YouGov’s MRP poll that polled that the Tories should expect to win their largest majority since 1987, and yet, this election race is anything but over. In the Brexit election, two major issues may, however, trip up Boris Johnson and kill off Brexit altogether.
Since that poll, there have been some crucial changes in voting intention. Between the Brexit Party’s Hartlepool announcement that they would not stand candidates in all seats and Labour’s Birmingham manifesto launch, the Tory lead was, on average, of 13%. But between Labour’s launch and now this has fallen to 9%. Pollsters predict that a lead reduced to around half-a-dozen will create a further hung parliament in Westminster. This will create chaos and ensure more dither and delay. A hung parliament will make Corbyn Prime Minister, propped up by the SNP and therefore threaten Brexit, the Union, our security and our economy.
One issue, often ignored by pollsters, is the importance of tactical voting. Remain, campaigners, including Gina Miller, have worked tirelessly to prevent Brexit and are continuing to do so in this election. They have concluded that no Remain party can win an outright majority, and they are therefore hoping that a hung parliament can halt Brexit.
Several different websites advise Remain-leaning voters on how to vote in December. They include: Remain United, tactical.vote, tacticalvote.co.uk, tactical-vote.co.uk, and getvoting.org. Gina Miller’s website, Remain United, projects that the Tories majority that YouGov possibly forecasts could reduce to 318, a net gain of one seat over what Theresa May won in 2017.
While the Conservatives will again fail to win a majority, Labour will have net losses of 20, leaving them on 242. Jo Swinson’s, Liberal Democrats will gain six, on 18. But the real winners would be the Scottish National Party who would mirror 2015 by sweeping 50 of the 59 Scottish seats.
However, tactical voting websites often confuse the electorate as much as they could support them. Take Mike Freer who will seek re-election in Finchley and Golders Green. Margaret Thatcher’s former seat is expected to be a three-way race on December 12th. But Remainer tactical voting pagers are not united in which party have the best prospect of removing the Tories. Remain United projected that Labour is currently in second place, but getvoting.org deem the Liberal Democrats, championed by Luciana Berger, as the suitable option for Remainers to coalesce behind. As The Guardian reported just yesterday, this often causes more ‘confusion and animosity’ than anything else.
On the other hand, Brexiteers do not have as many options and its most significant, Leave.EU is advocating for all Brexiteers to back Boris. With the hindsight of 2016, it is odd that Arron Banks and Dominic Cummings are in such agreement. Nonetheless, it is thanks to Nigel Farage’s decision to pull candidates in the 317-seats that the Tories won in 2017, that is hung parliament is not inevitable.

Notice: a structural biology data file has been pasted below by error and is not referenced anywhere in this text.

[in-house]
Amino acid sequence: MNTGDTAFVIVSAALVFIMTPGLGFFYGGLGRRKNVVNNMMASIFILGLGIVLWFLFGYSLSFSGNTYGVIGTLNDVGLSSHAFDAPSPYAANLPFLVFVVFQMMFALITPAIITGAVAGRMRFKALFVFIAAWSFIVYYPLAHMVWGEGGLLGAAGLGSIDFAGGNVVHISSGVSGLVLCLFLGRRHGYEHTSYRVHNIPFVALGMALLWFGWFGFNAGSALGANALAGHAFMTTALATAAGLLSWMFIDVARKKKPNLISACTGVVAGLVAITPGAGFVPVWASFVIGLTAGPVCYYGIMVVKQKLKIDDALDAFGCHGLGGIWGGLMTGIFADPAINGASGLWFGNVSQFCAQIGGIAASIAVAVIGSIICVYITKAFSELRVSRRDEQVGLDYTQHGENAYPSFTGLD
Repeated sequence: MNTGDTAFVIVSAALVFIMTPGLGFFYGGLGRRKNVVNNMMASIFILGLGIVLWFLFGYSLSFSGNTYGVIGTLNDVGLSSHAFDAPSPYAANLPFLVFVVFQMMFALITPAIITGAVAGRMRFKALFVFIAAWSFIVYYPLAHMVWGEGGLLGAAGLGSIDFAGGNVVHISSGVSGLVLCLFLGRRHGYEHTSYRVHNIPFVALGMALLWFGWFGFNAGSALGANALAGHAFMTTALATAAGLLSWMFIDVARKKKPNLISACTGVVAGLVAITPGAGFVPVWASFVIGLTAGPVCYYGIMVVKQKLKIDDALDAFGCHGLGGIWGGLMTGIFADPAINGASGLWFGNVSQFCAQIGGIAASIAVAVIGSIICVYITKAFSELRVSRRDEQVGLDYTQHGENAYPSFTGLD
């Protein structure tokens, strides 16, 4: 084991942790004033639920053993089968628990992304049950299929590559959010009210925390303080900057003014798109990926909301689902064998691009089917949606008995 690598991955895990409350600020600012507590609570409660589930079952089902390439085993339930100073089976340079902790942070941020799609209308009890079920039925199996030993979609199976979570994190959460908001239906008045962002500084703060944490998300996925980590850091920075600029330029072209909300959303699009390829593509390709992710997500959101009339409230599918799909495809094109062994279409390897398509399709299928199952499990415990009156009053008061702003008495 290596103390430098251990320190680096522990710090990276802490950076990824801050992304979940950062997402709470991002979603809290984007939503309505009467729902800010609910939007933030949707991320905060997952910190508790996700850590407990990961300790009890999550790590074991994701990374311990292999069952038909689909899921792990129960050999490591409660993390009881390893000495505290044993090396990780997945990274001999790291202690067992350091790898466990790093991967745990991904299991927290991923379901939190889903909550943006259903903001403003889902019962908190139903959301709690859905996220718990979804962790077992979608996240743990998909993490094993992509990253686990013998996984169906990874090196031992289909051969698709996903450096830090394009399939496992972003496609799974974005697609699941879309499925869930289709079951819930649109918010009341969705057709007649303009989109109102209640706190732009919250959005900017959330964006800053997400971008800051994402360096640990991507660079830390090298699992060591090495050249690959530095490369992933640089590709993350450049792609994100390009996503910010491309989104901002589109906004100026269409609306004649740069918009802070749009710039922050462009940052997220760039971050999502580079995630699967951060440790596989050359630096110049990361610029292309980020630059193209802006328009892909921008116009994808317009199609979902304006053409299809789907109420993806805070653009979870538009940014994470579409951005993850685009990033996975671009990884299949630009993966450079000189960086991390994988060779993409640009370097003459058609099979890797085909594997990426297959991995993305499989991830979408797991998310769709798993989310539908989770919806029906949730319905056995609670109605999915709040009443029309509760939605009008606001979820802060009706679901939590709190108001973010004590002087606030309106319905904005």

That said, as I have argued for BrexitCentral, the Brexit Party needed to stand down more candidates. If they had decided to remove candidates in the 63-seats that the Tories must gain to command a majority, then there would not be so many seats that Labour will sneak because of a Leave-split, in the former Labour heartlands. If Britons fail to unite, to counter the tactical voting of Remainers, then the United Kingdom is at risk of destroying its only chance left of leaving the EU.
However, turnout may impact the election come on December 12th. With this, I am not talking about the myth of the so-called ‘Youthquake’ but instead how Brexit-fatigue may influence who governs Britain.
That said, over three-million additional voters have been added to the register. A majority of whom are younger, left-leaning, pro-Remain students. However, The Sun has reported upon the possible criminality in some of these applications. The Sun found that in Plymouth alone, 850 applications were carried out by students who had not completed the form themselves. As much as there is a possibility that these votes may influence the election, they are likely to be confined to university towns and cities, which are not typically apart of the 120-seats that are up for grabs this election.
Two-thirds of the seats up for grabs are Brexit-backing constituencies, and that is why Brexit fatigue may decide this election. Many regard the high turnout in 2016, as what swayed the referendum in favour of Leave. Take Hartlepool, now a Tory target, where 66% of people voted in 2016, this was up from around 1/2 of the town voting in elections between 2001 and 2015. However, since the referendum, Leavers are frustrated with being ignored. In the EU Elections of May, the overall turnout barely moved, but among Remainers, it grew by 11.1%, but among Brexiteers, it fell by 6.3%. The top three seats for the highest turnouts were all in Remain-backing seats, where over 50% of voters went to the polls. The three-lowest voting seats were all pro-Brexit, and they saw just 25% turnout. If Leavers continue with this complacency, then they may cost themselves the election, and as a result, Brexiteers must convince each other to go to the polls.
Overall, Brexiteers need to be cautious of the polls, which are gradually showing the Tories lead is diminishing. Therefore, they must actively work to counter tactical voting and a resurgent Remainer vote. The only way to do this is by backing Boris and making sure they head to the polls on December 12th.
By J Walters